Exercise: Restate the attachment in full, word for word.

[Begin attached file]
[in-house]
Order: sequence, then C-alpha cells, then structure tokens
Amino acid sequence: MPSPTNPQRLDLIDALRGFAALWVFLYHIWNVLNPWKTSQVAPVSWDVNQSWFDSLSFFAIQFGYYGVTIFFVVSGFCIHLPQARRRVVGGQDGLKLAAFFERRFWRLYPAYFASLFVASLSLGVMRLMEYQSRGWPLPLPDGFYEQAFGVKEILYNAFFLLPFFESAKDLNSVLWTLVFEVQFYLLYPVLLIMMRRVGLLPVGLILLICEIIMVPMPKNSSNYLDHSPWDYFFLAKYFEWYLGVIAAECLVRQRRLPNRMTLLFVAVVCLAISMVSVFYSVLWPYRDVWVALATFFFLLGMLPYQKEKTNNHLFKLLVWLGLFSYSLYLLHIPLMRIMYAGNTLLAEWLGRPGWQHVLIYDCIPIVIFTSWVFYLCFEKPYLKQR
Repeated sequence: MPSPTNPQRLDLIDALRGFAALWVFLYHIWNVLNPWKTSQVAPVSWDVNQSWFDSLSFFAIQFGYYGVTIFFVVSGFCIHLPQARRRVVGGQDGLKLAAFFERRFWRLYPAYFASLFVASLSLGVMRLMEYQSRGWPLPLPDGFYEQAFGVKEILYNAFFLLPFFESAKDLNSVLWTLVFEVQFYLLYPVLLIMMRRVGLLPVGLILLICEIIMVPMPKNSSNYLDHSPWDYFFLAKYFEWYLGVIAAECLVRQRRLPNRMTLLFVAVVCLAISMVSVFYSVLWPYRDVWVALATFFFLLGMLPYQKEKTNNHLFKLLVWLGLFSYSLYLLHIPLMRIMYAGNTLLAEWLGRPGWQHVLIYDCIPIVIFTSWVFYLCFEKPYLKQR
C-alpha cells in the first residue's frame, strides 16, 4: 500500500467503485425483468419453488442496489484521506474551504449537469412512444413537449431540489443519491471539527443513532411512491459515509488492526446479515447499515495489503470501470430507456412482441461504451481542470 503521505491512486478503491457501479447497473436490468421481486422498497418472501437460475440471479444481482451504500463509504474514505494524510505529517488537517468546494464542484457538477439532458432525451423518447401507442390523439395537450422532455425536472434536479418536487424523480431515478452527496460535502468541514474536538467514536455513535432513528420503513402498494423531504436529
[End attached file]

[in-house]
Order: sequence, then C-alpha cells, then structure tokens
Amino acid sequence: MPSPTNPQRLDLIDALRGFAALWVFLYHIWNVLNPWKTSQVAPVSWDVNQSWFDSLSFFAIQFGYYGVTIFFVVSGFCIHLPQARRRVVGGQDGLKLAAFFERRFWRLYPAYFASLFVASLSLGVMRLMEYQSRGWPLPLPDGFYEQAFGVKEILYNAFFLLPFFESAKDLNSVLWTLVFEVQFYLLYPVLLIMMRRVGLLPVGLILLICEIIMVPMPKNSSNYLDHSPWDYFFLAKYFEWYLGVIAAECLVRQRRLPNRMTLLFVAVVCLAISMVSVFYSVLWPYRDVWVALATFFFLLGMLPYQKEKTNNHLFKLLVWLGLFSYSLYLLHIPLMRIMYAGNTLLAEWLGRPGWQHVLIYDCIPIVIFTSWVFYLCFEKPYLKQR
Repeated sequence: MPSPTNPQRLDLIDALRGFAALWVFLYHIWNVLNPWKTSQVAPVSWDVNQSWFDSLSFFAIQFGYYGVTIFFVVSGFCIHLPQARRRVVGGQDGLKLAAFFERRFWRLYPAYFASLFVASLSLGVMRLMEYQSRGWPLPLPDGFYEQAFGVKEILYNAFFLLPFFESAKDLNSVLWTLVFEVQFYLLYPVLLIMMRRVGLLPVGLILLICEIIMVPMPKNSSNYLDHSPWDYFFLAKYFEWYLGVIAAECLVRQRRLPNRMTLLFVAVVCLAISMVSVFYSVLWPYRDVWVALATFFFLLGMLPYQKEKTNNHLFKLLVWLGLFSYSLYLLHIPLMRIMYAGNTLLAEWLGRPGWQHVLIYDCIPIVIFTSWVFYLCFEKPYLKQR
C-alpha cells in the first residue's frame, strides 16, 4: 500500500467503485425483468419453488442496489484521506474551504449537469412512444413537449431540489443519491471539527443513532411512491459515509488492526446479515447499515495489503470501470430507456412482441461504451481542470 503521505491512486478503491457501479447497473436490468421481486422498497418472501437460475440471479444481482451504500463509504474514505494524510505529517488537517468546494464542484457538477439532458432525451423518447401507442390523439395537450422532455425536472434536479418536487424523480431515478452527496460535502468541514474536538467514536455513535432513528420503513402498494423531504436529